Serendipity: why some organizations are luckier than others
Serendipity refers to the accidental discovery of something valuable. It is sometimes presented as an element of organizational learning but has been the object of scarce research. In this paper, I discuss the notion of serendipity in the organizational context, and elaborate a model of organizational serendipity. Four building blocks are considered: the conditions that facilitate serendipitous discovery, the search for a solution for a given problem, a process of bisociation leading to the combination of previously unrelated skills or information, and the discovery of an unexpected solution to a different problem. I also discuss what organizations can do to improve the chances of serendipity.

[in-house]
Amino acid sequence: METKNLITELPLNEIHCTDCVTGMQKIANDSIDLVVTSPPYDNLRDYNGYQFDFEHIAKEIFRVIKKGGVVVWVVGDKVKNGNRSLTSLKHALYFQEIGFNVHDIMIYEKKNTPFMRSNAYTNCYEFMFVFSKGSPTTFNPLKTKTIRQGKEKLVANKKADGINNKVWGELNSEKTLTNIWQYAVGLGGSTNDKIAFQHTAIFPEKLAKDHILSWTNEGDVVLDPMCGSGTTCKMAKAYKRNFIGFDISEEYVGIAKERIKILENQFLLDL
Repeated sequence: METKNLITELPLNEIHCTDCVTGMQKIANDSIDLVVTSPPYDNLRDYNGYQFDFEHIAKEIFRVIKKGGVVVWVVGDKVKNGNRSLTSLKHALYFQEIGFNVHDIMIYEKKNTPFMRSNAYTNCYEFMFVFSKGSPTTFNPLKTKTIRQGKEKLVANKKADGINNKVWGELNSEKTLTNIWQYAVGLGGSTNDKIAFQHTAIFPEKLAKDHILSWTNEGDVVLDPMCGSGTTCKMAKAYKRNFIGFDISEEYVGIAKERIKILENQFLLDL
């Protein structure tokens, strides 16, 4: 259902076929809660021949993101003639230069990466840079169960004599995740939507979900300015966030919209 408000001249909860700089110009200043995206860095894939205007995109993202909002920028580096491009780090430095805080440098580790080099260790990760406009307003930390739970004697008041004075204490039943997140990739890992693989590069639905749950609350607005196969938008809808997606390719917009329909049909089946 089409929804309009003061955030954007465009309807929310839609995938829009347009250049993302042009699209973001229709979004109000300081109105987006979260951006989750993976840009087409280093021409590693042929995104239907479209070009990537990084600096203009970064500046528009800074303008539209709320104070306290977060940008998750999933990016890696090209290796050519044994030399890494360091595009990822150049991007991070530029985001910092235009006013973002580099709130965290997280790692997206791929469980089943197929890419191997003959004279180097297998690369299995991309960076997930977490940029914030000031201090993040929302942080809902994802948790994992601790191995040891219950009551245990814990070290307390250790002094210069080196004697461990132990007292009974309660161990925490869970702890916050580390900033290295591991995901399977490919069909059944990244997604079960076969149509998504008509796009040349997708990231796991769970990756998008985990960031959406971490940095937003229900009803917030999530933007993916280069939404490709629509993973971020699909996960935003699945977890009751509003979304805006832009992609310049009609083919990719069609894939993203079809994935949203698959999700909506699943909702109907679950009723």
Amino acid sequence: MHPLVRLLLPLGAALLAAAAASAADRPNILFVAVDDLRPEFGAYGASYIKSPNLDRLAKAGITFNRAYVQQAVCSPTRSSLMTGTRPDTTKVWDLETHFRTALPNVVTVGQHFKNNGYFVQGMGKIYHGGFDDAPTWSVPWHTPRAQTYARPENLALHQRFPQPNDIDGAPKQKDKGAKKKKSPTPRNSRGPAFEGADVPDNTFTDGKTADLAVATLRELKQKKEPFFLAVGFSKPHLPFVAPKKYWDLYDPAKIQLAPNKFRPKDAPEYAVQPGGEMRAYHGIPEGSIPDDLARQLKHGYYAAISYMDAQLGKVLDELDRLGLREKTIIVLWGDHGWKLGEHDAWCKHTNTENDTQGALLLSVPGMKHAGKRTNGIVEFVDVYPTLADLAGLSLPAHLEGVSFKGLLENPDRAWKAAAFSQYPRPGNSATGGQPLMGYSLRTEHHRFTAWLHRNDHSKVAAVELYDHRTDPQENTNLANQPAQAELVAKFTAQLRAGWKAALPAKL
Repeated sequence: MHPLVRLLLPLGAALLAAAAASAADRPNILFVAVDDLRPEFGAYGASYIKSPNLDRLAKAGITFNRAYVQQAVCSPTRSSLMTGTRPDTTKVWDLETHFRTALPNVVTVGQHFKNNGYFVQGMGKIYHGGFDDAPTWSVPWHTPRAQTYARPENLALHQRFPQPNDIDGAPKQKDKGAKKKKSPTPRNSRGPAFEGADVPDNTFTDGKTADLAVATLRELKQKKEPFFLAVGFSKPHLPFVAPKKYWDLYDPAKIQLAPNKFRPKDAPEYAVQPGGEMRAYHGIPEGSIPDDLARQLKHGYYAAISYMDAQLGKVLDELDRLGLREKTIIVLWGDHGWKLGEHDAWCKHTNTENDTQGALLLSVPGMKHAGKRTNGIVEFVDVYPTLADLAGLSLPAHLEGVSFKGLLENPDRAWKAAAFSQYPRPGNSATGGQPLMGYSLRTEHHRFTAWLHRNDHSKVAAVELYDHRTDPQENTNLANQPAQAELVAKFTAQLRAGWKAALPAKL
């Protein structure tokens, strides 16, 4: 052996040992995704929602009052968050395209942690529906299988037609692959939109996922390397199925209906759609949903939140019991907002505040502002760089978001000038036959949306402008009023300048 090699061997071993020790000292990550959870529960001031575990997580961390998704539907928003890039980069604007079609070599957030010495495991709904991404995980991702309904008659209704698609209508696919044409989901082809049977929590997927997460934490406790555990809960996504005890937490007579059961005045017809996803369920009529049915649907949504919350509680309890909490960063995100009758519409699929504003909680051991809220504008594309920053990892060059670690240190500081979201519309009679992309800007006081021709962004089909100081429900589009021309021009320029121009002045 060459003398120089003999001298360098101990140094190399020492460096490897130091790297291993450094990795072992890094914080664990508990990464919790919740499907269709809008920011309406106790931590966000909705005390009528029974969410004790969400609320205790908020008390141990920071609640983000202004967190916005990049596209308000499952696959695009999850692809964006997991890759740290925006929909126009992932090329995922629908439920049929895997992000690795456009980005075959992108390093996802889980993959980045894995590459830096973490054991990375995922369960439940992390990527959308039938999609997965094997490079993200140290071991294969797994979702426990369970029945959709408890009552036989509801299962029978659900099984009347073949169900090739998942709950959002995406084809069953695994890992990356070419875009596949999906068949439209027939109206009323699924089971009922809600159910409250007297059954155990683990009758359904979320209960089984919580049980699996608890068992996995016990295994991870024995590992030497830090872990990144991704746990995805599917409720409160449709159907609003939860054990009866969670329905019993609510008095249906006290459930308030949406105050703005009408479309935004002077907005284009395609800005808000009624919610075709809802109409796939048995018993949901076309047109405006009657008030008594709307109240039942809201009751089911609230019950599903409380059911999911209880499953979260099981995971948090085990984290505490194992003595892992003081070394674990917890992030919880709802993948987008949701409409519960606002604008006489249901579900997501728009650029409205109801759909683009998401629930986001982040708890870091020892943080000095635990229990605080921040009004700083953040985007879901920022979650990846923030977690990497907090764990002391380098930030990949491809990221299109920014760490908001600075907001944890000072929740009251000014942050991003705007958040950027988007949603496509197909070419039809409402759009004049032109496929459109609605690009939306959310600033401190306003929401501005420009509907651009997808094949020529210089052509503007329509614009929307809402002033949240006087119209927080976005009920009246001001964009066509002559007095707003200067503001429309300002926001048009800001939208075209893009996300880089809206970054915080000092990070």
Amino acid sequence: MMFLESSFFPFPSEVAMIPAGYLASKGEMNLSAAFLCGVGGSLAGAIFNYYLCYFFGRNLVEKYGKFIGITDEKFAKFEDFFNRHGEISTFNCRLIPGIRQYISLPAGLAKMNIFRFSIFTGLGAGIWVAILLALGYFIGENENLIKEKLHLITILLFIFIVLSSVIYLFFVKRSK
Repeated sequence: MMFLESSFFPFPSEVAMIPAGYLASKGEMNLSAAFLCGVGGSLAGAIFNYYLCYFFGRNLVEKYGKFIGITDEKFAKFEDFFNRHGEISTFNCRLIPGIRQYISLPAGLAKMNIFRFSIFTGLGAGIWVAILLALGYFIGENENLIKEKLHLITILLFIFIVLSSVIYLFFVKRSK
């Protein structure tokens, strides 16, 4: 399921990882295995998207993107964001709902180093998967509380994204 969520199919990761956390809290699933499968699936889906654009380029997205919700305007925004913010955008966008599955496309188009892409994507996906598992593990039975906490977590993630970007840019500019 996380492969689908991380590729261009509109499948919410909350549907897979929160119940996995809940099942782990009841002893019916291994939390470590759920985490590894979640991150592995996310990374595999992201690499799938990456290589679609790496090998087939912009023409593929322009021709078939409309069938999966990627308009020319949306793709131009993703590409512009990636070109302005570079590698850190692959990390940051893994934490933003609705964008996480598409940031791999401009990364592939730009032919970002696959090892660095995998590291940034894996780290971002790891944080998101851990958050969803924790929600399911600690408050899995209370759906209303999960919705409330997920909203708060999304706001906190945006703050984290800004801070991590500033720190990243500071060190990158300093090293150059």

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- Jay B. Barney, 1986. "Strategic Factor Markets: Expectations, Luck, and Business Strategy," Management Science, INFORMS, vol. 32(10), pages 1231-1241, October.
- Cooper, Robert, 1998. "Benchmarking new product performance:: Results of the best practices study," European Management Journal, Elsevier, vol. 16(1), pages 1-17, February.
- Meyer, Klaus & Skak, Ane, 2002. "Networks, Serendipity and SME Entry into Eastern Europe," European Management Journal, Elsevier, vol. 20(2), pages 179-188, April.
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